The 12.9 number represents Notre Dame’s highest rating of the 2005 season (the Oct. 15 Notre Dame-USC game on NBC drew a 6.7, highest of the regular season), its largest rating for any game since a 16.0 for the 1993 Notre Dame-Florida State contest – and its highest bowl rating since a 17.5 for the 1991 Orange Bowl (’90 season) between Notre Dame and Colorado.

Other recent ratings for Irish major bowl appearances included an 18.5 for the 1990 Orange Bowl vs. Colorado, a 15.0 for the 1989 Fiesta Bowl vs. West Virginia, a 12.5 for the 1996 Orange Bowl vs. Florida State, an 11.4 for the 1992 Sugar Bowl vs. Florida, an 11.3 for the 1994 Cotton Bowl vs. Texas A&M, and a 10.2 for the 1993 Cotton Bowl vs. Texas A&M.

The Tostitos Fiesta Bowl rating mirrored Notre Dame’s regular-season home game ratings on NBC Sports – which were up 44 percent from the previous year, based on a six-game 3.6 average in 2005. The 6.7 rating for the ’05 Notre Dame-USC game marked Notre Dame’s highest rating for a home game in more than a decade.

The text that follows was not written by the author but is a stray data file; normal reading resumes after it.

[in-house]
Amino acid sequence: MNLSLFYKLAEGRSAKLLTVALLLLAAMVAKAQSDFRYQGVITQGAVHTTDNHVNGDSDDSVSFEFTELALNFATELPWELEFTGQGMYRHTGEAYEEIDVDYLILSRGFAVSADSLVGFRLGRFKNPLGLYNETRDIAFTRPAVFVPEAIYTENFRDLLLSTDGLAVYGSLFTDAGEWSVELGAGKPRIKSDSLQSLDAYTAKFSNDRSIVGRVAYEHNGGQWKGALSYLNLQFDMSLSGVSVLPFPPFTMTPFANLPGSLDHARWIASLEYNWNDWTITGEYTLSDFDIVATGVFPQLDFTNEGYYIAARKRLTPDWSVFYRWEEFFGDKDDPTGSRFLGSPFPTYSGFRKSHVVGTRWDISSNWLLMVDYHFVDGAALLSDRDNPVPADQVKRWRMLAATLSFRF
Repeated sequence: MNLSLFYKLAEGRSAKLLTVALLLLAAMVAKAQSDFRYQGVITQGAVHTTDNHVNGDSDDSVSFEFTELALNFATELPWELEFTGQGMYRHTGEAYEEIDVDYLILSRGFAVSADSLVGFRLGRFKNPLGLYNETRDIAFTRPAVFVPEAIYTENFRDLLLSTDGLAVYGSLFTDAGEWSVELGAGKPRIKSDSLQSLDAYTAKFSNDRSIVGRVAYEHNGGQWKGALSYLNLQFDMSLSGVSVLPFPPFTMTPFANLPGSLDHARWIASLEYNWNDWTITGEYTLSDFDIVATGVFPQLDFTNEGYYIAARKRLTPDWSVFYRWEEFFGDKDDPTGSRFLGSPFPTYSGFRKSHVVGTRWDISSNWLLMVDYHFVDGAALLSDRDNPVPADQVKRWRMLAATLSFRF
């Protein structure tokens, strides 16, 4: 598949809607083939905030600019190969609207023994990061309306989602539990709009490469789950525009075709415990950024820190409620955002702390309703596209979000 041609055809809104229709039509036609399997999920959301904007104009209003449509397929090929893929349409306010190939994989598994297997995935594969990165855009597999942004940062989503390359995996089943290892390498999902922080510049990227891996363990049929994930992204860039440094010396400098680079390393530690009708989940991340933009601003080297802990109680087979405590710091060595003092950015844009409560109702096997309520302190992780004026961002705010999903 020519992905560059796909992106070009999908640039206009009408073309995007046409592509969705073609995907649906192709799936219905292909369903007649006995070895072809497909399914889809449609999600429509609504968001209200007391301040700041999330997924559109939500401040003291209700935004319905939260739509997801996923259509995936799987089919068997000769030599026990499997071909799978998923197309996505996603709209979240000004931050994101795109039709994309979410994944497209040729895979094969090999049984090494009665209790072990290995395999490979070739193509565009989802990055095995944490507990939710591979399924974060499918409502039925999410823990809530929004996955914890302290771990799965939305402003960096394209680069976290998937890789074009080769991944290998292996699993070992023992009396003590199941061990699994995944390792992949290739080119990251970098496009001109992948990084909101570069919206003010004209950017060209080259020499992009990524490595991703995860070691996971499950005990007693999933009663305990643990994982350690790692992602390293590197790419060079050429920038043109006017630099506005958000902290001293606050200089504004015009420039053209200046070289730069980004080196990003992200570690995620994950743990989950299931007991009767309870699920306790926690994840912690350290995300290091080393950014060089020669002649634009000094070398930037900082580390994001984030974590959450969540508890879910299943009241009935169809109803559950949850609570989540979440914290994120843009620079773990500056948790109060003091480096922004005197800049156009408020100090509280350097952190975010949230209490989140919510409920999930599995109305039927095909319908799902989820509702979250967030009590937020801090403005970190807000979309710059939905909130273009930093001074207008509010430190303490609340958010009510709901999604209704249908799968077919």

Meanwhile, the four 2006 BCS games combined for a 55.9 cumulative rating, up 27 percent from a year ago and the highest in the eight-year history of the BCS.

County non-smoking ban to be enforced in Notre Dame Stadium –
In accord with a new no-smoking ordinance in St. Joseph County, smoking will be prohibited in Notre Dame Stadium and other athletics venues at the University of Notre Dame.

The ordinance, which was passed in February by the County Council, took effect Monday (April 10) and bans smoking in most public places. It will be applied at Notre Dame Stadium for the Blue-Gold spring football game April 22 (Saturday).

Violators of the county ordinance will be given a warning and asked to refrain from smoking. If a person continues to smoke, he or she will be escorted from the stadium. There will not be a “pass-out” system for people to smoke and then return to the stadium, nor will there be a designated smoking area in or near the stadium.